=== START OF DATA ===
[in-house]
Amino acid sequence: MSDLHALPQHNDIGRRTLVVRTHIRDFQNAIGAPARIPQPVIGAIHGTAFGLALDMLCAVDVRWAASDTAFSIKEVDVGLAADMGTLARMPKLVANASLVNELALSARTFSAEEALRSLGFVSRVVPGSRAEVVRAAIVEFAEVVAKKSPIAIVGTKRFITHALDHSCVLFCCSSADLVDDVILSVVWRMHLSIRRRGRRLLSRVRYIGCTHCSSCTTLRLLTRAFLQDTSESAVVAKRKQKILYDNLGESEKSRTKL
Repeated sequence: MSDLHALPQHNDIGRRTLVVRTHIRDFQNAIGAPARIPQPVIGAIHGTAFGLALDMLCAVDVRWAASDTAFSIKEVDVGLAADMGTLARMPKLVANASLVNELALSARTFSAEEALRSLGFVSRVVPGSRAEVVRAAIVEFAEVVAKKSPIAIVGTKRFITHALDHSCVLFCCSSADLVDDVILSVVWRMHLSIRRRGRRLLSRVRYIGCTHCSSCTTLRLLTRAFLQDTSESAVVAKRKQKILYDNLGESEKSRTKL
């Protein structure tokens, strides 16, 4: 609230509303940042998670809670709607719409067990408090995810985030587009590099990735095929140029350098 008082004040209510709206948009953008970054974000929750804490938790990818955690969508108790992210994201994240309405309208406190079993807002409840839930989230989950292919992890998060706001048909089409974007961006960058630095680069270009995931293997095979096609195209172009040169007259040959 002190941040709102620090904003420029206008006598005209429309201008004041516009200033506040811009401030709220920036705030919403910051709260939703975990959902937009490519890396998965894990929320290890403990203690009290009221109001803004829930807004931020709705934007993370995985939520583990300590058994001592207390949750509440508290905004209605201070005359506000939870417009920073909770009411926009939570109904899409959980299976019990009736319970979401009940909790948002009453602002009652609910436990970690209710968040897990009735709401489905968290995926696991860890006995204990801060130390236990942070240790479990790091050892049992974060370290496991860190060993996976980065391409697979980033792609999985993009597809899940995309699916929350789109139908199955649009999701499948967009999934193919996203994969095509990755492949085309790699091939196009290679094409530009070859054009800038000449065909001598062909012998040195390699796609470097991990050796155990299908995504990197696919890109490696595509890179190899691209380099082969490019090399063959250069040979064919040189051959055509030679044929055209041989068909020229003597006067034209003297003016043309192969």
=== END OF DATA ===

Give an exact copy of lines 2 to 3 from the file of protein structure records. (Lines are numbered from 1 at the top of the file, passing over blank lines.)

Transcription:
Amino acid sequence: MSDLHALPQHNDIGRRTLVVRTHIRDFQNAIGAPARIPQPVIGAIHGTAFGLALDMLCAVDVRWAASDTAFSIKEVDVGLAADMGTLARMPKLVANASLVNELALSARTFSAEEALRSLGFVSRVVPGSRAEVVRAAIVEFAEVVAKKSPIAIVGTKRFITHALDHSCVLFCCSSADLVDDVILSVVWRMHLSIRRRGRRLLSRVRYIGCTHCSSCTTLRLLTRAFLQDTSESAVVAKRKQKILYDNLGESEKSRTKL
Repeated sequence: MSDLHALPQHNDIGRRTLVVRTHIRDFQNAIGAPARIPQPVIGAIHGTAFGLALDMLCAVDVRWAASDTAFSIKEVDVGLAADMGTLARMPKLVANASLVNELALSARTFSAEEALRSLGFVSRVVPGSRAEVVRAAIVEFAEVVAKKSPIAIVGTKRFITHALDHSCVLFCCSSADLVDDVILSVVWRMHLSIRRRGRRLLSRVRYIGCTHCSSCTTLRLLTRAFLQDTSESAVVAKRKQKILYDNLGESEKSRTKL